This week I finished a teacup display shelf for my wife. The shelf was heavily inspired by an Arts and Crafts shelf I saw in Fine Woodworking a few years back. Basically, I took that design and made several changes to suit my wife's taste's and needs (specific tea set dimensions).

Her shelf is much larger than the one in the magazine, about 48"x 30". And it's made of curly maple instead of oak. The show faces are actually some "musical (instrument) grade" maple I was able to acquire. Here's some shots of the build...

The columns were mitered and edge glued with the nicest pieces of stock I could muster.

Sunday, March 1, 2015

Mortise and Tenon Joints (Mortising Machine and Dado Blade Method)- A Tutorial

Ok, here’s how I make mortise and tenon joints with a dado blade and mortising machine. My zeal for hand tools aside, I can’t get away from this method. It’s just so darn efficient and consistent in results.

Most of us have a tablesaw. Benchtop mortising machines are pretty good for what they do. Better yet, they're affordable compared to most woodworking machines. It's not uncommon to see them on the used market either, Good thing, I can’t imagine making a set chairs or anything with a plethora of M&T joints without one.

Thursday, February 26, 2015

An Inheritance

Most folks can appreciate when wonderful tools are passed down from previous generations. I hadn't really counted on an inheritance myself. I never met my paternal grandfather, nor did I care to. My father passed while my mother was pregnant with me. Shamefully, when my mother went to collect my father's tools from the foundry where he worked, his co-workers had already looted his toolbox. Nice. So, I took silly pride proclaiming that everything in my shop I had worked for, and paid for myself. You'd think I would would have learned by now,  every time I puff out my chest I'm setting myself up to be humbled.

My wife and I moved to the midwest about a decade ago. I soon learned I had a great aunt and uncle whom I'd never met. This would be my paternal grandfather's youngest brother. To our delight, Wayne and Ethel are wonderful, salt of the earth folks. And wouldn't you know it, Wayne is a woodworker too. He mostly makes wooden toys that he donates to churches, fundraisers and the like. Not just any wood toys either. Wayne made complete functioning train sets, airplanes, and so on.

Unfortunately, I got to know Wayne just as his woodworking days were winding down. He was in his 80's, his eyesight was getting worse, and he no longer trusted himself with power tools. Poor fella had to start living his woodworking dreams vicariously through me. He didn't seem to mind. He's very proud of my shop and the the furniture that has come out of it. And I have to say, I have a renewed pride in my heritage after spending time with him.

Fast forward to this year. Wayne and Ethel are selling their homestead and moving into an assisted living apartment. I was honored when their daughter offered some woodworking tools that had been in the family for generations. I know some of my woodworking friends enjoy this sort of thing too, so I thought I'd share.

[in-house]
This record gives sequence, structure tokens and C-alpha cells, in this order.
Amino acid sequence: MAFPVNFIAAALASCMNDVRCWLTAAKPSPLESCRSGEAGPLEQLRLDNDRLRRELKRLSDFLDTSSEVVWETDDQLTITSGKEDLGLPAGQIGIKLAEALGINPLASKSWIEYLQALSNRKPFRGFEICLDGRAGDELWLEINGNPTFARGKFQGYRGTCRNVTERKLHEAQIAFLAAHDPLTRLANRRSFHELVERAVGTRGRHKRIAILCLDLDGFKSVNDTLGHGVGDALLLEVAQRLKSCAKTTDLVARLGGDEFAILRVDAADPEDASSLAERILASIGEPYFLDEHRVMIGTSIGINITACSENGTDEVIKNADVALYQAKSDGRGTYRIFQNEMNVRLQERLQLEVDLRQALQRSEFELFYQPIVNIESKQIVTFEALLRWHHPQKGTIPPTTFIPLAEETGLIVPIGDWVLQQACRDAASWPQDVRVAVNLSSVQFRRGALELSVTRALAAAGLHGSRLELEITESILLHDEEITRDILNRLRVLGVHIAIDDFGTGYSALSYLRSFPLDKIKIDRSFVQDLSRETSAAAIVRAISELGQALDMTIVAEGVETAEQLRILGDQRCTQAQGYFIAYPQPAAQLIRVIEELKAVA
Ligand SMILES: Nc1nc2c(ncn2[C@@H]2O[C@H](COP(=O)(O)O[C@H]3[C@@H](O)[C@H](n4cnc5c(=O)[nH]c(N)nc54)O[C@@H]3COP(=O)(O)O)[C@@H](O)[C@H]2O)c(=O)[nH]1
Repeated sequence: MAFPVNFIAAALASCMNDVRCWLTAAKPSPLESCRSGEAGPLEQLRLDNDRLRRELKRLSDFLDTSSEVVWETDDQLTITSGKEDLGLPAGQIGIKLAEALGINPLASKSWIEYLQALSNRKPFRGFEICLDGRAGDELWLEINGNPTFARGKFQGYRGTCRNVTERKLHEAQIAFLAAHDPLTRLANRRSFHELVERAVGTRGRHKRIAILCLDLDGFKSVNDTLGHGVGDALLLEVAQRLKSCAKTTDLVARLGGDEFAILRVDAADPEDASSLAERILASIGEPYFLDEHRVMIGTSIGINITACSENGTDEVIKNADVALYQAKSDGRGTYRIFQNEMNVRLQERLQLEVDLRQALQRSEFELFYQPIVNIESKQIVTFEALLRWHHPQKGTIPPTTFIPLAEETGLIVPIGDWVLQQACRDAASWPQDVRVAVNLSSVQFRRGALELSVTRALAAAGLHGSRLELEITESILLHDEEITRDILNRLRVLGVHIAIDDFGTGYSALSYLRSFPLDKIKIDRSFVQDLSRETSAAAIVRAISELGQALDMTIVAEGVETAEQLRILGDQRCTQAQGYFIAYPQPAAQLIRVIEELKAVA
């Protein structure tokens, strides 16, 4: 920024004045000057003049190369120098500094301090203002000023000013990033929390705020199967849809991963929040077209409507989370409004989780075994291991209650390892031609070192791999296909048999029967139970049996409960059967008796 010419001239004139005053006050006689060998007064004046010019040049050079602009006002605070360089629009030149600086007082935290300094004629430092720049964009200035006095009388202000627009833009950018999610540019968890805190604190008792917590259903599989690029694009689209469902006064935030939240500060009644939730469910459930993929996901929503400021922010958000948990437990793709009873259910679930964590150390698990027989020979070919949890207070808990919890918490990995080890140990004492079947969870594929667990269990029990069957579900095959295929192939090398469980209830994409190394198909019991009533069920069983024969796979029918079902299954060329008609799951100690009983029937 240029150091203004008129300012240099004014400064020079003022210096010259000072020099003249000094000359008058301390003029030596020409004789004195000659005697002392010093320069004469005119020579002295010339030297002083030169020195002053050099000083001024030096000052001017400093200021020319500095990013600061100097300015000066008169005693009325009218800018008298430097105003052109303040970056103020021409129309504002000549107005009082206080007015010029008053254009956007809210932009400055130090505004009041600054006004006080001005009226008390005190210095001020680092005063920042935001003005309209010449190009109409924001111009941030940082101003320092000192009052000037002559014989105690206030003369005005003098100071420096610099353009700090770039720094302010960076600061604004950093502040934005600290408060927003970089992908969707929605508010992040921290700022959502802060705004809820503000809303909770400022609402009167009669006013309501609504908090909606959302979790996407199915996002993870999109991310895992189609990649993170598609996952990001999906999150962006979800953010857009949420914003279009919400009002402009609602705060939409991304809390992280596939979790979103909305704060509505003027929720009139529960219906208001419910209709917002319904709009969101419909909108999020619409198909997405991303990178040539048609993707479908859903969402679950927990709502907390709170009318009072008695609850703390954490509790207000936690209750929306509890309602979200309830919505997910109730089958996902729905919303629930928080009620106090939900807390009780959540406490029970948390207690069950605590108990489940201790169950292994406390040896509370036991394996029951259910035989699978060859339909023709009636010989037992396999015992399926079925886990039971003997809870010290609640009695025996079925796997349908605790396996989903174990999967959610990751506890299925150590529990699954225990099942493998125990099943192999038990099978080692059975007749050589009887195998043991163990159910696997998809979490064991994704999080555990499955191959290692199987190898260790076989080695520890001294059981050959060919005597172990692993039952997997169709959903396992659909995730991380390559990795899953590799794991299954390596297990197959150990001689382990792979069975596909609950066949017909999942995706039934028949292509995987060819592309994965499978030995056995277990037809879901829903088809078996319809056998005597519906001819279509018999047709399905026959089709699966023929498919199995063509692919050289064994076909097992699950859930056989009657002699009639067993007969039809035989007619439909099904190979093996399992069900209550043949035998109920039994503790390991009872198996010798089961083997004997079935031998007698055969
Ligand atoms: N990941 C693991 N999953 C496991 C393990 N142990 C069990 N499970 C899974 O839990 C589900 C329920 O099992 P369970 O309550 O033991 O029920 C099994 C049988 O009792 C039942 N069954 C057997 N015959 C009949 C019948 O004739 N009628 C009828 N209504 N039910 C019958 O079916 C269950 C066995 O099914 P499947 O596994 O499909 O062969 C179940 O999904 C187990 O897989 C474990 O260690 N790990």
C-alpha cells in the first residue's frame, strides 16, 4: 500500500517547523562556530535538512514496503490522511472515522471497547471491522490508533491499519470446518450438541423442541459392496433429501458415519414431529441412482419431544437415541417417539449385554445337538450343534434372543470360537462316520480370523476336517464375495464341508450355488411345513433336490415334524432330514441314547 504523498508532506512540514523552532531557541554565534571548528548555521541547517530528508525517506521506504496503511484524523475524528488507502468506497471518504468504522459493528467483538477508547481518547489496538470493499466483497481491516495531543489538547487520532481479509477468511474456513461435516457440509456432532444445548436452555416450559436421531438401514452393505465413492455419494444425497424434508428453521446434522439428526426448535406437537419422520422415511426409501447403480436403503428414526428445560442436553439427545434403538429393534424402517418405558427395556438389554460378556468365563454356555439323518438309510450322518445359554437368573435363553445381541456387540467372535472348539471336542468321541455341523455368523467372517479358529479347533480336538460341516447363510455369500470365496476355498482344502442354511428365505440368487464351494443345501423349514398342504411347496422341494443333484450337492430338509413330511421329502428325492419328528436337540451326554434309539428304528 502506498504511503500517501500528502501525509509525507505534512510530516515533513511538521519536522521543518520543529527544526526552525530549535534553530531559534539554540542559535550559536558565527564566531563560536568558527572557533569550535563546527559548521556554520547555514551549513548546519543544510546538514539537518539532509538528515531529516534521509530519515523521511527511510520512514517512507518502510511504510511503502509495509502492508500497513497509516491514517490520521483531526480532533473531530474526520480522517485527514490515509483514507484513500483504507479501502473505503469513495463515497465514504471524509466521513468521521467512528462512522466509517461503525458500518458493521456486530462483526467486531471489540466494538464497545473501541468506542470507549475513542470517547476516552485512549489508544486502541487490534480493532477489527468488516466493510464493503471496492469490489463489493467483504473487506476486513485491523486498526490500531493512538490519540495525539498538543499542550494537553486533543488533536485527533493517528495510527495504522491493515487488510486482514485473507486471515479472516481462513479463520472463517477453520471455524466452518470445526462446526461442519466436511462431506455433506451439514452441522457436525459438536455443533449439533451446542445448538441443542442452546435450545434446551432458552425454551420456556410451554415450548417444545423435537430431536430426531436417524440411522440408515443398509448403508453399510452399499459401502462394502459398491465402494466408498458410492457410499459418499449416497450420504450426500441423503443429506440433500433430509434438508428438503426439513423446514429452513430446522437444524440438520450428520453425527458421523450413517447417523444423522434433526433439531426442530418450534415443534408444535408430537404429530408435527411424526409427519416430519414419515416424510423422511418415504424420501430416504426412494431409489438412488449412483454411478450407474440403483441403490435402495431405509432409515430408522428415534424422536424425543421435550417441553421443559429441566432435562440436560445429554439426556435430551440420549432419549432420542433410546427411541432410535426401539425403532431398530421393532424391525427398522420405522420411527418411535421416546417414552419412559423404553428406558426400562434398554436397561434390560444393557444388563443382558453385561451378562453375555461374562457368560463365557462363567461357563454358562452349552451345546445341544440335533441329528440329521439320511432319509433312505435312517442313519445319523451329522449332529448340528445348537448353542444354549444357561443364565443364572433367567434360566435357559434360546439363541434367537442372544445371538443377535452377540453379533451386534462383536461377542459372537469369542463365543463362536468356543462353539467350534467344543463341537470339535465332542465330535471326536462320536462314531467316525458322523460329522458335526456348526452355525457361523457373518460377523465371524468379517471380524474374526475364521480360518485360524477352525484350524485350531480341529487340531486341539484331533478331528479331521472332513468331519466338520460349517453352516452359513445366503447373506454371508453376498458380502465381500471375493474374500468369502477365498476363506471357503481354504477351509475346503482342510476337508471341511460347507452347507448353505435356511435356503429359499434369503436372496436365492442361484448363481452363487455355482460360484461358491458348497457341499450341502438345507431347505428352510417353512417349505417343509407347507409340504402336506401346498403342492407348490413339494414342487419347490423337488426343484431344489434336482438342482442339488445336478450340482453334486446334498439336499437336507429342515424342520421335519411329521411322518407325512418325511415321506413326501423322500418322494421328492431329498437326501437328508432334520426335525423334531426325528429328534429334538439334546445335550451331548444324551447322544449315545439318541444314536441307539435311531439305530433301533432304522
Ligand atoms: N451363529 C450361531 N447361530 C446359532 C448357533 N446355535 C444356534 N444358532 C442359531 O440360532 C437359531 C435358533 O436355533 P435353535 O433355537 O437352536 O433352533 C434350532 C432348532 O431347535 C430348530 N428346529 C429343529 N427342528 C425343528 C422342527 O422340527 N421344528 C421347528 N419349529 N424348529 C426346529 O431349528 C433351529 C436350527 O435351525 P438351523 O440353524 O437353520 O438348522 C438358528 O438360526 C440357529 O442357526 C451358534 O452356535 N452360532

Saturday, February 21, 2015

Solid Wood Drawer Slide Install- A Tutorial

Alrighty folks, I'll try to ‘splain my wood drawer slide process.

First, find some sort of hardwood in your rack or cutoff bin that would be good for the slides. I used some 5/4 red oak in this case. Hard maple would be even better. 

Then, I make a jig out of scrap plywood and brads. I like to "sandwich" the drawer slide piece(oak in this case) between the plywood scraps. Then I nail it with a crosspiece and edge runners on the underside (pic below). This makes the jig the exact width you need.

Also, I make it so the groove is centered on the drawer side. This way the same jig will work on both sides of the drawer. With your jig made, rout out the groove with a pattern bit.

Routing with the jig in place.

Friday, February 20, 2015

Shop Blog Part Two: Decking it Out, Making it MIne

This is part two of my shop remodel. If you missed part one, you can find it here.

Where were we? It’s the summer of 2013 and I had just finished up my lumber rack. A few other woodworkers gave me grief for using 8/4 oak for that build. Lo siento, it's very reasonable where I live. So, just to rub it in, I was about to "waste" a lot more white oak and walnut in my shop (snicker).

After I moved all that stuff into my new shed, I had a big empty wall in the back of my shop. I sorta missed the ugly old construction lumber bench I had moved into my shed. But I had big plans for a joinery bench in that space back yonder.

Thursday, February 19, 2015

The Crohn's Curse

Preface: Along with the woodworking madness, I’ve decided to author a few personal blogs. Personal, meaning I’m likely to ramble about my faith, my family, and just about anything else that relates to “worker” as opposed to the “wood.”
I suppose, in a way I’m relating to the throngs of online bloggers out there. It’s a form of expression. Perhaps a way to organize thoughts that seem stuck in my head until I can write the down. I don’t even care if anyone reads this stuff. I just know I need to write it. 

The Past….

In college I met this beautiful girl named Heather. Lucky for me, she was just as taken with me as I with her. We were dating within days of meeting, and we have been inseparable ever since.

Late in our college years she got sick, real sick. The doctors in our little college town were pathetic. A year went by without a diagnosis, so she was in pretty bad shape by the time her parents had to take her back home for some proper care. Diagnosis: Crohn’s disease.

Basically it’s an autoimmune disorder where your immune system inappropriately attacks your own digestive system. The attacks cause ulcers throughout your digestive track and wreaks all kinds of havoc on your body. There is treatment, but no cure (yet!).

Shop Blog Part One - How My Little Slice of Heaven Came to Be

My woodshop is really an extension of our home. I think my kids enjoy it as much as I do. Here's the story of how my little slice of heaven came to be. Just don't call it a garage (chuckle).

I don't have any great "before" pics. You can see my shop in the background of our activities. About five years ago; a tablesaw, drill press, a bench, and my little buddy.

Wednesday, February 18, 2015

Solid Bookmatched Furniture Panels- A Tutorial

They seem simple, but there is some technique to achieving great looking bookmatched panels. On a piece like this blanket chest I'm working on, I always start with the panels. They get the choice cuts, and I want to have some flexibility on the project dimensions depending on how the panels are turning out.